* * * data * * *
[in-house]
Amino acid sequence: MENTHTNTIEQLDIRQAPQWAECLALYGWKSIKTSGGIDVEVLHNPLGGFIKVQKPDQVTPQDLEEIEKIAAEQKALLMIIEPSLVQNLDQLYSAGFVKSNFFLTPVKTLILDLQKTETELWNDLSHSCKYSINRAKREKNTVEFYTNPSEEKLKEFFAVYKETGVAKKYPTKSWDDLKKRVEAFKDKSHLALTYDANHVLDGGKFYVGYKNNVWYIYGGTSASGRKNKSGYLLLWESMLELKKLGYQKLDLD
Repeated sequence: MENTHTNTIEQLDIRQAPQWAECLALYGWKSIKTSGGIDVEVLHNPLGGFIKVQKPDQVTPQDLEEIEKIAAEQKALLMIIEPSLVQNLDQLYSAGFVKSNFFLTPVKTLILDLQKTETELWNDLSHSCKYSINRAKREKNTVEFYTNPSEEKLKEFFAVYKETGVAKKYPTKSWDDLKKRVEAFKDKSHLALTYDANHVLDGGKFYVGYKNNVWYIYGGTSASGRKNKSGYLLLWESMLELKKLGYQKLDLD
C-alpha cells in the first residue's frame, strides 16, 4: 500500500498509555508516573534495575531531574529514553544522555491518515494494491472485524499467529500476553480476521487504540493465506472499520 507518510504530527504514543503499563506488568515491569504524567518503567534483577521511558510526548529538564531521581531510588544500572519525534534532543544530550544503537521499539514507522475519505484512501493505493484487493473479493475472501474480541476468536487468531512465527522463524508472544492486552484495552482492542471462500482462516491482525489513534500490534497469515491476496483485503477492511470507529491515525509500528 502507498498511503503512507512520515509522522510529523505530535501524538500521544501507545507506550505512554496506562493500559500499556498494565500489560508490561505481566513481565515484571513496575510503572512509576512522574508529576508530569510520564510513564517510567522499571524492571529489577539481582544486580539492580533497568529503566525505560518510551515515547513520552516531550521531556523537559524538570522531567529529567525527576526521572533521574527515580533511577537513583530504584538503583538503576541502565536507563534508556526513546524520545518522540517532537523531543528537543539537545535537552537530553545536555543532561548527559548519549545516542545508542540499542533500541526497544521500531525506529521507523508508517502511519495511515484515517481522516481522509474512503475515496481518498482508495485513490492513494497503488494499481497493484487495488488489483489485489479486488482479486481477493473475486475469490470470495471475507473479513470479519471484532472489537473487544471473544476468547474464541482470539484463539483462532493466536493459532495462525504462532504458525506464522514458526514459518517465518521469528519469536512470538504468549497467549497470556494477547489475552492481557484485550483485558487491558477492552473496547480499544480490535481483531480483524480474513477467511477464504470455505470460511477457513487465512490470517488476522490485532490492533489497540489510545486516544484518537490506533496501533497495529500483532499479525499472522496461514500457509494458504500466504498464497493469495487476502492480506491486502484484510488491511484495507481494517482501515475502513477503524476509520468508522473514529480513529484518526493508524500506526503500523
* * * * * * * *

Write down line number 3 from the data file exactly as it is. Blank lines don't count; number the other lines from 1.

Repeated sequence: MENTHTNTIEQLDIRQAPQWAECLALYGWKSIKTSGGIDVEVLHNPLGGFIKVQKPDQVTPQDLEEIEKIAAEQKALLMIIEPSLVQNLDQLYSAGFVKSNFFLTPVKTLILDLQKTETELWNDLSHSCKYSINRAKREKNTVEFYTNPSEEKLKEFFAVYKETGVAKKYPTKSWDDLKKRVEAFKDKSHLALTYDANHVLDGGKFYVGYKNNVWYIYGGTSASGRKNKSGYLLLWESMLELKKLGYQKLDLD